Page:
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Background: The emergence of porcine circovirus associated disease (PCVAD) was associated with high mortality in swine populations worldwide. Studies performed in different regions identified spatial, temporal, and spatio-temporal trends as factors contributing to patterns of the disease spread. Patterns consistent with spatial trend and spatio-temporal clustering were already identified in this dataset. On the basis of these results, we have further investigated the nature of local spread in this report. The primary objective of this study was to evaluate risk factors for incidence cases of reported PCVAD.Results: A time-matched case-control study was used as a study design approach, and conditional logistic regression as the analytical method. The main exposure of interest was local spread, which was defined as an unidentified mechanism of PCVAD spread between premises located within 3 kilometers of the Euclidean distance. Various modifications of variables indicative of local spread were also evaluated. The dataset contained 278 swine herds from Ontario originally sampled either from diagnostic laboratory submissions or directly from the target population. A PCVAD case was defined on the basis of the producer's recall. Existence of apparent local spread over the entire study period was confirmed (OR = 2.26, 95% CI: 1.06, 4.83), and was further identified to be time-varying in nature - herds experiencing outbreaks in the later part of the epidemic were more likely than control herds to be exposed to neighboring herds experiencing recent PCVAD outbreaks. More importantly, the pattern of local spread was driven by concurrent occurrence of PCVAD on premises under the same ownership (OREXACTwithin ownership= 25.6, 95% CI: 3.4, +inf; OREXACToutside ownership= 1.3, 95% CI: 0.45, 3.3). Other significant factors included PRRSv status of a herd (OREXACT= 1.9, 95% CI: 1.0, 3.9), after adjusting for geographical location by including the binary effect of the easting coordinate (Easting > 600 km = 1; OREXACT= 1.8, 95% CI: 0.5, 5.6).Conclusions: These results preclude any conclusion regarding the existence of a mechanism of local spread through airborne transmission or indirectly through contaminated fomites or vectors, as simultaneous emergence of PCVAD could also be a result of concurrent change in contributing factors due to other mechanisms within ownerships. © 2010 Poljak et al; licensee BioMed Central Ltd.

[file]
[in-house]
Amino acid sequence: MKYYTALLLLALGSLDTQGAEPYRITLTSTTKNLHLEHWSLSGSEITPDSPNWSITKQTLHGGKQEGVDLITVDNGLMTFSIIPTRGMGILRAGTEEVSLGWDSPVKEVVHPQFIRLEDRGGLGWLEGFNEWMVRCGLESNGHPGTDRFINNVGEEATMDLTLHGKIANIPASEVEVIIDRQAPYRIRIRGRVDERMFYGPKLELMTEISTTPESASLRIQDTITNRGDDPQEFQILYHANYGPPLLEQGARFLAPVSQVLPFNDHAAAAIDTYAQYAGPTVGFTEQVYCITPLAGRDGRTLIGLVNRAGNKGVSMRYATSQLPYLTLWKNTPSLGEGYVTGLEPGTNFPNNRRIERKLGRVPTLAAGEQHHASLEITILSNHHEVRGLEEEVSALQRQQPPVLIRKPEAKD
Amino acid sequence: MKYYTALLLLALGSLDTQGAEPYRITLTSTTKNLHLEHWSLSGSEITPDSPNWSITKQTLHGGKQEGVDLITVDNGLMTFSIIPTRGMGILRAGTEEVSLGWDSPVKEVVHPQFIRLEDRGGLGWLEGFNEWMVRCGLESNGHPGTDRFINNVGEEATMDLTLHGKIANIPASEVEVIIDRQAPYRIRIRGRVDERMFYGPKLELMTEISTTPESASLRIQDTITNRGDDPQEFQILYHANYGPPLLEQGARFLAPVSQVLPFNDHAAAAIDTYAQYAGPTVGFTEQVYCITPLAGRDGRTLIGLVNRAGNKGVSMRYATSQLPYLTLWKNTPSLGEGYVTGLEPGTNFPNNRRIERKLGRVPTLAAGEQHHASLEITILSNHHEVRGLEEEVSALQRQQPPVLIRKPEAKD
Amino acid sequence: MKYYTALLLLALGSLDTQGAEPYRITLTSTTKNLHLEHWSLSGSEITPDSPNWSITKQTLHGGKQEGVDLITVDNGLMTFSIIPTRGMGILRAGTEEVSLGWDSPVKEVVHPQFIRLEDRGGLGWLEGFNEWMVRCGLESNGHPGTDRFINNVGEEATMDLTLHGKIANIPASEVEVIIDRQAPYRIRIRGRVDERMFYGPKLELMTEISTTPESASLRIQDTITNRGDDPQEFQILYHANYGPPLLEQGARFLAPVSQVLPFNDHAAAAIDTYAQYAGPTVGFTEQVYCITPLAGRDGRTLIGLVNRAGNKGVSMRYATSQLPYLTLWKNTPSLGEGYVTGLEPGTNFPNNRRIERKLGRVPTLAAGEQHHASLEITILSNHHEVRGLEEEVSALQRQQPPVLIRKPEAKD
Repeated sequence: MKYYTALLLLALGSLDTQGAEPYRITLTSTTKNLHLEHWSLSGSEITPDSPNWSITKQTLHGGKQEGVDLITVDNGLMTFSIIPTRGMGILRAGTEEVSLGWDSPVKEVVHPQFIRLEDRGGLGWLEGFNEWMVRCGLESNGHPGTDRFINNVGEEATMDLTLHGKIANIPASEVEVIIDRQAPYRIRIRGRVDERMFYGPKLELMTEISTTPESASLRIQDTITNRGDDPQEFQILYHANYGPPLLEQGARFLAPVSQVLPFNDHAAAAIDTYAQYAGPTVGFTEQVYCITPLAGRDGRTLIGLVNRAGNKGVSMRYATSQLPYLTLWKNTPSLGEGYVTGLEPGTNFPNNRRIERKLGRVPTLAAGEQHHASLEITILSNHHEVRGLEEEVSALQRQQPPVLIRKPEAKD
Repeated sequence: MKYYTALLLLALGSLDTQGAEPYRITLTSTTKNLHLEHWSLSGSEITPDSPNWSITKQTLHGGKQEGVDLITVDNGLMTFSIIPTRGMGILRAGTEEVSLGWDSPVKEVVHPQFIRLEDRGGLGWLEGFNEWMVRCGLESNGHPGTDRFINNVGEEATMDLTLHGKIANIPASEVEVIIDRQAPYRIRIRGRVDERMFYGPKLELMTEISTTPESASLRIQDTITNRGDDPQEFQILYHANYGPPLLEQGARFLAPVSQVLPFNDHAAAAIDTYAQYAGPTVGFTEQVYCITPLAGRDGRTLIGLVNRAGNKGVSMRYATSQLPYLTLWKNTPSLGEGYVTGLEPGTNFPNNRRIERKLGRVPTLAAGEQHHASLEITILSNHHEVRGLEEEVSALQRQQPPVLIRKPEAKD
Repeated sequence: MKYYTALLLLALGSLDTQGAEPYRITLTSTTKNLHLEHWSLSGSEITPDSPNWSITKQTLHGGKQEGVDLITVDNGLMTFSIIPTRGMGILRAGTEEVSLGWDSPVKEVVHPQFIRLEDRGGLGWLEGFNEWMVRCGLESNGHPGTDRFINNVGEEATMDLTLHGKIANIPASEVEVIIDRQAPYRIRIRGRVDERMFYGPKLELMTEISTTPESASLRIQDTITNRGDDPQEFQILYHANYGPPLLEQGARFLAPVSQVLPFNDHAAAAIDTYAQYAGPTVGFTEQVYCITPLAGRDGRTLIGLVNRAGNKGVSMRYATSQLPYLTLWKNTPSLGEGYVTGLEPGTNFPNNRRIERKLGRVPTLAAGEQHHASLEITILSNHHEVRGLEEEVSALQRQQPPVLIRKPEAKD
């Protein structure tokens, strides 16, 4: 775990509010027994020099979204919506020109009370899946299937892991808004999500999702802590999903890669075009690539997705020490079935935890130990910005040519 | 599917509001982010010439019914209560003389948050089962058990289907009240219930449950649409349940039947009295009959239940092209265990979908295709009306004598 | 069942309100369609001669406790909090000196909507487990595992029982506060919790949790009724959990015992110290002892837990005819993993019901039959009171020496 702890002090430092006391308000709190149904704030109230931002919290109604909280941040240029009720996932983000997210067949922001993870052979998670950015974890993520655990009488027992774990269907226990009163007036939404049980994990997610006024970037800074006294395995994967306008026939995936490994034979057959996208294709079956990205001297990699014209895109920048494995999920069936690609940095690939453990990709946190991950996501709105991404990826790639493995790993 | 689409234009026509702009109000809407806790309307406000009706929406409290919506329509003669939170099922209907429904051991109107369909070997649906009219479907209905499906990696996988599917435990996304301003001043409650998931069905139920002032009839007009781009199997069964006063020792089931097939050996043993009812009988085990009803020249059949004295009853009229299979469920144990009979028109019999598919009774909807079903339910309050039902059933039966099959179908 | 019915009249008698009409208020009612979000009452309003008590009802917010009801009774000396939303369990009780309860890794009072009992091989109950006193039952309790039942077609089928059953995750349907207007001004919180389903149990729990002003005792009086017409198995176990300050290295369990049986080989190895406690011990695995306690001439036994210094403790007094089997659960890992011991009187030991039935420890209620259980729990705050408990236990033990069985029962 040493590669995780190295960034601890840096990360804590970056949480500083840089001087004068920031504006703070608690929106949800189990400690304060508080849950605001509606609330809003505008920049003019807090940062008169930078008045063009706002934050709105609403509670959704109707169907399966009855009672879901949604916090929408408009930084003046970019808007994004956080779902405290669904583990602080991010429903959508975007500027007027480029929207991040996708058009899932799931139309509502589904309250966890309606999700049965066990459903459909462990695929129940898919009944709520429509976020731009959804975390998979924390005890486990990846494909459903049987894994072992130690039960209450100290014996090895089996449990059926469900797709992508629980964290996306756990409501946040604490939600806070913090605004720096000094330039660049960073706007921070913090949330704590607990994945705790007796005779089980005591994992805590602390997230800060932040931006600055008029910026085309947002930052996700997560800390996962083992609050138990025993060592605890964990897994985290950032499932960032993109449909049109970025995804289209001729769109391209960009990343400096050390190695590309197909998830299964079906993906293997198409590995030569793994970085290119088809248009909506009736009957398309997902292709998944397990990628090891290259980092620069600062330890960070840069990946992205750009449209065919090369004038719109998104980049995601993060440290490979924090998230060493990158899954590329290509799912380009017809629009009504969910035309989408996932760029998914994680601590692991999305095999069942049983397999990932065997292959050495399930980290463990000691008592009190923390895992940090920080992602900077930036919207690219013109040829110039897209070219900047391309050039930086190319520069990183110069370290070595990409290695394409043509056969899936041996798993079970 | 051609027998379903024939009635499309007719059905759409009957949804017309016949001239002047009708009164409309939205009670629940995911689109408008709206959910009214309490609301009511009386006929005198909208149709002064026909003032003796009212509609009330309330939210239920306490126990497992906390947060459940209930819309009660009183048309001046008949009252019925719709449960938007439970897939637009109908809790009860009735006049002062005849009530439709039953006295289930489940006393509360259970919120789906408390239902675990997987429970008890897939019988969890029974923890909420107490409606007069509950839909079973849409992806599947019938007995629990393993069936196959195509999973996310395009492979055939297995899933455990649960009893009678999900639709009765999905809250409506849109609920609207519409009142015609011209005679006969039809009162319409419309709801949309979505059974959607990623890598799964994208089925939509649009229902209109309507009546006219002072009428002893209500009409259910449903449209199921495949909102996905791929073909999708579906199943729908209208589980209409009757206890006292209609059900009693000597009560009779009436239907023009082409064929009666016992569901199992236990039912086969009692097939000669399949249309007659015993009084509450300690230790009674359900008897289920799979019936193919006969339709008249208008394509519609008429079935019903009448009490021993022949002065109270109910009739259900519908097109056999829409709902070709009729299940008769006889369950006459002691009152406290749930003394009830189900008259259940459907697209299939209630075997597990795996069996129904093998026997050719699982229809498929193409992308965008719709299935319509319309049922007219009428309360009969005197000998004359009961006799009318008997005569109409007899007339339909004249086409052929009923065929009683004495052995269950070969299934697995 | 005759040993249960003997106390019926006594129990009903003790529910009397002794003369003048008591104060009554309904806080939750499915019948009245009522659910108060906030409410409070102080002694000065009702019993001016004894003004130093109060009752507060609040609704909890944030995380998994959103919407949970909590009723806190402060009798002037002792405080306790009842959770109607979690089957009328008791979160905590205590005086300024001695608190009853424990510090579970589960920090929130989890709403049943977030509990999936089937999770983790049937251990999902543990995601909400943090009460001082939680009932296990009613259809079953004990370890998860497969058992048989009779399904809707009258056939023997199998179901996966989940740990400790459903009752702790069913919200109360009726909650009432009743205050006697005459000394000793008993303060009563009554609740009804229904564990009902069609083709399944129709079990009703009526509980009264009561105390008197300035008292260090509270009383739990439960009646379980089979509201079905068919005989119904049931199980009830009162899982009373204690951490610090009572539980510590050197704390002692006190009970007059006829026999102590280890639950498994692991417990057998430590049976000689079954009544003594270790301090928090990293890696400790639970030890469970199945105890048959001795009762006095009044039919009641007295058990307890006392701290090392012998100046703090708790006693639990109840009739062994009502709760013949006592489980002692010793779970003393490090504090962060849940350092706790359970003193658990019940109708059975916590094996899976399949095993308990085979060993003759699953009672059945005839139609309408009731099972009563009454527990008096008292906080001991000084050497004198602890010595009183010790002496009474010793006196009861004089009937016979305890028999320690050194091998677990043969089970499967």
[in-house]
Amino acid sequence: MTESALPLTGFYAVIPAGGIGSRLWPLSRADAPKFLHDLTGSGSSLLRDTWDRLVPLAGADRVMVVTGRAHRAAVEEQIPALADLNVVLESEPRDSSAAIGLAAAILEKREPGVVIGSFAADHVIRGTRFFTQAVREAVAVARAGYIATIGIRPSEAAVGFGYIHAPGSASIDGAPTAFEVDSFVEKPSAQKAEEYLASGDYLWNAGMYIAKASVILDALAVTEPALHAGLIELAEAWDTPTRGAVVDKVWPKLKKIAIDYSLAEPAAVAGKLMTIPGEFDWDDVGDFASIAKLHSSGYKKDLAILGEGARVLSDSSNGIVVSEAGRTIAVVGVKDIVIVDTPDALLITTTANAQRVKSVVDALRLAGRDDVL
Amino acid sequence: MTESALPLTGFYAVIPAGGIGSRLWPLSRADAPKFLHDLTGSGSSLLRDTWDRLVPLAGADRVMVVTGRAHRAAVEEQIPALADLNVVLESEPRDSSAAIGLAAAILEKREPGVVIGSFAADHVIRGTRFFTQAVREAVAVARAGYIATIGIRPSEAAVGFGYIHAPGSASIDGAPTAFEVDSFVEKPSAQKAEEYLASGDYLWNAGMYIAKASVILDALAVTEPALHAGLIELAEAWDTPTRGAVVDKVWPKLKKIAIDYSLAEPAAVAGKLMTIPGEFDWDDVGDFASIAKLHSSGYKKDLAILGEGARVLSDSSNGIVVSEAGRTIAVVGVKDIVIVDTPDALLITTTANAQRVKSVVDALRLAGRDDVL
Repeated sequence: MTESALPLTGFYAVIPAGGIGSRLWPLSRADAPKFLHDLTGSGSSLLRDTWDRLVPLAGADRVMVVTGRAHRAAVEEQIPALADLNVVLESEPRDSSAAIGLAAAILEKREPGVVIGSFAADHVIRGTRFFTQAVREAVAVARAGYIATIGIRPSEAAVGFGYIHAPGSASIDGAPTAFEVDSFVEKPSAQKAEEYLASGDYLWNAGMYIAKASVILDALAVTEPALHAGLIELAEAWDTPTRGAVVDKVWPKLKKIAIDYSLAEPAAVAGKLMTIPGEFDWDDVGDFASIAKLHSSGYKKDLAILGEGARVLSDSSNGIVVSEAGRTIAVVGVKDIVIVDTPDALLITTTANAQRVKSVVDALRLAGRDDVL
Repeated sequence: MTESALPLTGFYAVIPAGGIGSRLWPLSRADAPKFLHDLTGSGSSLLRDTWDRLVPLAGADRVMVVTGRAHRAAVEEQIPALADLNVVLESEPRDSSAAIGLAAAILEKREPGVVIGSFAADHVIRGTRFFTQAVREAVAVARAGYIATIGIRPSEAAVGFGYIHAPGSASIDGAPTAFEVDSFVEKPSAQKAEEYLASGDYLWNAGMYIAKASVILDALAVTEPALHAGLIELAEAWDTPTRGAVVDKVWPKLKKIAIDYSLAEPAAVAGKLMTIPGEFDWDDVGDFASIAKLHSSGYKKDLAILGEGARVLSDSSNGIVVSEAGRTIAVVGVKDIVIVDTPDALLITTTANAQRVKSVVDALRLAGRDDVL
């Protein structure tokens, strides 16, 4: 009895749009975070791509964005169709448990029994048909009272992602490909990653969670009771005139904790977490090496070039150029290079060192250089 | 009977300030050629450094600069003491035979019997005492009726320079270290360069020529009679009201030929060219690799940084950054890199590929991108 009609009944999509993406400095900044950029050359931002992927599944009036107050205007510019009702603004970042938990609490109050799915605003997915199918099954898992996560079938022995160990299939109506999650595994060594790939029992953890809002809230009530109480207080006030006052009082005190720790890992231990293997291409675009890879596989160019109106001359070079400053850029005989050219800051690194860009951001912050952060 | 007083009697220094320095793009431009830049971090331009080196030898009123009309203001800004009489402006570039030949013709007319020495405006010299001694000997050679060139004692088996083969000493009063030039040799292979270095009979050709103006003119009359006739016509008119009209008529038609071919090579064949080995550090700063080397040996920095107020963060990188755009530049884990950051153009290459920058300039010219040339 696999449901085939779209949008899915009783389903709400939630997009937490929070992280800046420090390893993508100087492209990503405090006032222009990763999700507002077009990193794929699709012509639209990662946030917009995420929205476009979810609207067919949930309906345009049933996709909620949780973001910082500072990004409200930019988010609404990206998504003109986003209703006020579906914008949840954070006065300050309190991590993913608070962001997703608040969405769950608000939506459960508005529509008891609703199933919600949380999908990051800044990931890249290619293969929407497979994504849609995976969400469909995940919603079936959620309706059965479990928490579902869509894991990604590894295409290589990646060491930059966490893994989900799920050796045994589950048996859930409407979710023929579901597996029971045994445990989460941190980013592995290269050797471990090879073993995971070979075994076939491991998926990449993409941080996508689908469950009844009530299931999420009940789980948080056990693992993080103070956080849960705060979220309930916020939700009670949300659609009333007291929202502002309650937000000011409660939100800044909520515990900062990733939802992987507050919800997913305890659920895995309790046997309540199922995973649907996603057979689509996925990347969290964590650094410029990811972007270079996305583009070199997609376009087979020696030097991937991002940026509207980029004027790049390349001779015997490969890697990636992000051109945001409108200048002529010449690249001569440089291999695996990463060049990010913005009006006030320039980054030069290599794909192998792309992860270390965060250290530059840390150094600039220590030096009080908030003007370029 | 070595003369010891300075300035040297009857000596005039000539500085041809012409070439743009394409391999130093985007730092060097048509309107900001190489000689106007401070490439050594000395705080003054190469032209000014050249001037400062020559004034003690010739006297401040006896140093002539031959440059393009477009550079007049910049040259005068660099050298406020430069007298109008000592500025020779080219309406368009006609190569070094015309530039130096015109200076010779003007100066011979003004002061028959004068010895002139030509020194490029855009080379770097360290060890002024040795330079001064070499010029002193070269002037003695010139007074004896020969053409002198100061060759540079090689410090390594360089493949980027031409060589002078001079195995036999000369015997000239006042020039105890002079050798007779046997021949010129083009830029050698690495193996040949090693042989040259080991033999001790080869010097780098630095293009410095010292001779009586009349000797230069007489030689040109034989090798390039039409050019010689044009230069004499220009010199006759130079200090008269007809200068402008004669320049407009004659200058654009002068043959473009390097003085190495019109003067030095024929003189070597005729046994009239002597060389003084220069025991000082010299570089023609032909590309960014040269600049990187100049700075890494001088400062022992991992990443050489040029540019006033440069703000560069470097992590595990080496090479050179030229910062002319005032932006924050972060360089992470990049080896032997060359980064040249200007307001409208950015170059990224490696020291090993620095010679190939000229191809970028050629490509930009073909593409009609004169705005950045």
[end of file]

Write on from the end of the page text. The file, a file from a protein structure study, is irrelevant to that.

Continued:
Poljak, Z., Dewey, C. E., Rosendal, T., Friendship, R. M., Young, B., & Berke, O. (2010). Spread of porcine circovirus associated disease (PCVAD) in Ontario (Canada) swine herds: Part II. Matched case-control study. BMC Veterinary Research, 6. https://doi.org/10.1186/1746-6148-6-58